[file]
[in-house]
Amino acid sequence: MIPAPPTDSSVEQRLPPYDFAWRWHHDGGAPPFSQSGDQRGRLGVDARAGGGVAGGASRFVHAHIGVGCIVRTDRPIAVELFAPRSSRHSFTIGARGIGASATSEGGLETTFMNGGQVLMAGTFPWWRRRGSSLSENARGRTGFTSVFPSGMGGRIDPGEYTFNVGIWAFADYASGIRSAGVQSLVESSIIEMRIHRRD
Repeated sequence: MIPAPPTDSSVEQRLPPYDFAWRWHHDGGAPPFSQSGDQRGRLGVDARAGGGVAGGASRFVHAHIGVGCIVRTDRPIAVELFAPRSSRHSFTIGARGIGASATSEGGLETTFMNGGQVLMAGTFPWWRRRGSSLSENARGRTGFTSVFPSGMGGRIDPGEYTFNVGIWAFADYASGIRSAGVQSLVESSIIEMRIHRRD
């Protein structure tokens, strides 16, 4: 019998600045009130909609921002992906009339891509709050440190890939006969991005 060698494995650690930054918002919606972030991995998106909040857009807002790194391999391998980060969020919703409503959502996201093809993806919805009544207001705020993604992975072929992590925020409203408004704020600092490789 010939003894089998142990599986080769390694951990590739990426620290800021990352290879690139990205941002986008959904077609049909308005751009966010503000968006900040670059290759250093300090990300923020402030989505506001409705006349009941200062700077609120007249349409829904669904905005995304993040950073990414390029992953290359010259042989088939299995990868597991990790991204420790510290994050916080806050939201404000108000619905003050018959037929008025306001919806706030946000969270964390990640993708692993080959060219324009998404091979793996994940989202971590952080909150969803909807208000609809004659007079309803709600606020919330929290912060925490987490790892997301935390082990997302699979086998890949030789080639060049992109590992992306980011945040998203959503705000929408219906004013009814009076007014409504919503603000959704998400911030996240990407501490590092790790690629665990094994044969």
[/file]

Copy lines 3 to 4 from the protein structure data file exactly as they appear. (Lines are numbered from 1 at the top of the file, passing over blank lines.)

Repeated sequence: MIPAPPTDSSVEQRLPPYDFAWRWHHDGGAPPFSQSGDQRGRLGVDARAGGGVAGGASRFVHAHIGVGCIVRTDRPIAVELFAPRSSRHSFTIGARGIGASATSEGGLETTFMNGGQVLMAGTFPWWRRRGSSLSENARGRTGFTSVFPSGMGGRIDPGEYTFNVGIWAFADYASGIRSAGVQSLVESSIIEMRIHRRD
């Protein structure tokens, strides 16, 4: 019998600045009130909609921002992906009339891509709050440190890939006969991005 060698494995650690930054918002919606972030991995998106909040857009807002790194391999391998980060969020919703409503959502996201093809993806919805009544207001705020993604992975072929992590925020409203408004704020600092490789 010939003894089998142990599986080769390694951990590739990426620290800021990352290879690139990205941002986008959904077609049909308005751009966010503000968006900040670059290759250093300090990300923020402030989505506001409705006349009941200062700077609120007249349409829904669904905005995304993040950073990414390029992953290359010259042989088939299995990868597991990790991204420790510290994050916080806050939201404000108000619905003050018959037929008025306001919806706030946000969270964390990640993708692993080959060219324009998404091979793996994940989202971590952080909150969803909807208000609809004659007079309803709600606020919330929290912060925490987490790892997301935390082990997302699979086998890949030789080639060049992109590992992306980011945040998203959503705000929408219906004013009814009076007014409504919503603000959704998400911030996240990407501490590092790790690629665990094994044969």